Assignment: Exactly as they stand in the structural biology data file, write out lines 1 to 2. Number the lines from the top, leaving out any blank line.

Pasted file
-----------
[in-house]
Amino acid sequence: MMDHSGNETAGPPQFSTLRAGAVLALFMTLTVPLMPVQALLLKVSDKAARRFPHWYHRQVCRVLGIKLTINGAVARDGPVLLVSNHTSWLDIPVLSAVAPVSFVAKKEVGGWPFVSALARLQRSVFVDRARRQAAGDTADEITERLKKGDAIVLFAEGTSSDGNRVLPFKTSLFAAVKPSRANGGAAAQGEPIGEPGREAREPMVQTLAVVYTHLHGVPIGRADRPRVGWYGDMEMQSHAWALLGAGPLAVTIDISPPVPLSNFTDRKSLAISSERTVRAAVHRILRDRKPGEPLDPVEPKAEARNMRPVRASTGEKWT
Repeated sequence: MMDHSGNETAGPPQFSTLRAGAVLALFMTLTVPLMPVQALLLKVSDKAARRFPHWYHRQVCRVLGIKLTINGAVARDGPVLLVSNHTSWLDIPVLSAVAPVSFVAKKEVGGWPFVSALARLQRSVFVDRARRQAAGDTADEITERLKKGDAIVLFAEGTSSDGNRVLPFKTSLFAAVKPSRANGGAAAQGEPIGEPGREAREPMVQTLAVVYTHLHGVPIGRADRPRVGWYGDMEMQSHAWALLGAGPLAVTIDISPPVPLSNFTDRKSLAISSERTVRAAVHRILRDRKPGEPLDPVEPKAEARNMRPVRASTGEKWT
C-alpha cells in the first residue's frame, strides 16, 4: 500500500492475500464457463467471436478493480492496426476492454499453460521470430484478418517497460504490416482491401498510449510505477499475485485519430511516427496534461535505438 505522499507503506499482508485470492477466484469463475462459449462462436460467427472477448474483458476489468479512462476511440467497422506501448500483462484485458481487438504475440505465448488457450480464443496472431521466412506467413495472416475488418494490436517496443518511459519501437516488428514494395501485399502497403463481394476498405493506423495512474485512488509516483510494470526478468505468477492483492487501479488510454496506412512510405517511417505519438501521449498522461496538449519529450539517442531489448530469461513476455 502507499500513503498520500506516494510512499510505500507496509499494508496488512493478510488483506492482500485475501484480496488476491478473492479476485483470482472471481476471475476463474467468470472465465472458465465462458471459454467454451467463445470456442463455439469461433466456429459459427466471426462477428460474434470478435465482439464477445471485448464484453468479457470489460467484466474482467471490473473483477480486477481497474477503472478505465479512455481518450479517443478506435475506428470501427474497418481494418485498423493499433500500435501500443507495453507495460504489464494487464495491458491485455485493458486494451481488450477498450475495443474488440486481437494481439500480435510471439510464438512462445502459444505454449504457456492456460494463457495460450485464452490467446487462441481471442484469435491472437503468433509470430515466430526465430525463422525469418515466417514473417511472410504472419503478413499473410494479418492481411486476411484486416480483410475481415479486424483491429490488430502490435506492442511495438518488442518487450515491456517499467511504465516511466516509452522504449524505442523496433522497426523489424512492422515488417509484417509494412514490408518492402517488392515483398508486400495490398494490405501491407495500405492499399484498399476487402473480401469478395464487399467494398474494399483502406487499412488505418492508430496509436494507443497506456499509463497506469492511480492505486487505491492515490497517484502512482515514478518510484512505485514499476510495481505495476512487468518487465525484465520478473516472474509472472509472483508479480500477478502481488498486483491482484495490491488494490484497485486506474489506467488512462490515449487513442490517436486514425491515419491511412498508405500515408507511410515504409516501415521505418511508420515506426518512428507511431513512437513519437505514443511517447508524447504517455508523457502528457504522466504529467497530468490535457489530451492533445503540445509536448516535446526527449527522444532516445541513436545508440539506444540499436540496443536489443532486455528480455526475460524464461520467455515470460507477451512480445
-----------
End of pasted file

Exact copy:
[in-house]
Amino acid sequence: MMDHSGNETAGPPQFSTLRAGAVLALFMTLTVPLMPVQALLLKVSDKAARRFPHWYHRQVCRVLGIKLTINGAVARDGPVLLVSNHTSWLDIPVLSAVAPVSFVAKKEVGGWPFVSALARLQRSVFVDRARRQAAGDTADEITERLKKGDAIVLFAEGTSSDGNRVLPFKTSLFAAVKPSRANGGAAAQGEPIGEPGREAREPMVQTLAVVYTHLHGVPIGRADRPRVGWYGDMEMQSHAWALLGAGPLAVTIDISPPVPLSNFTDRKSLAISSERTVRAAVHRILRDRKPGEPLDPVEPKAEARNMRPVRASTGEKWT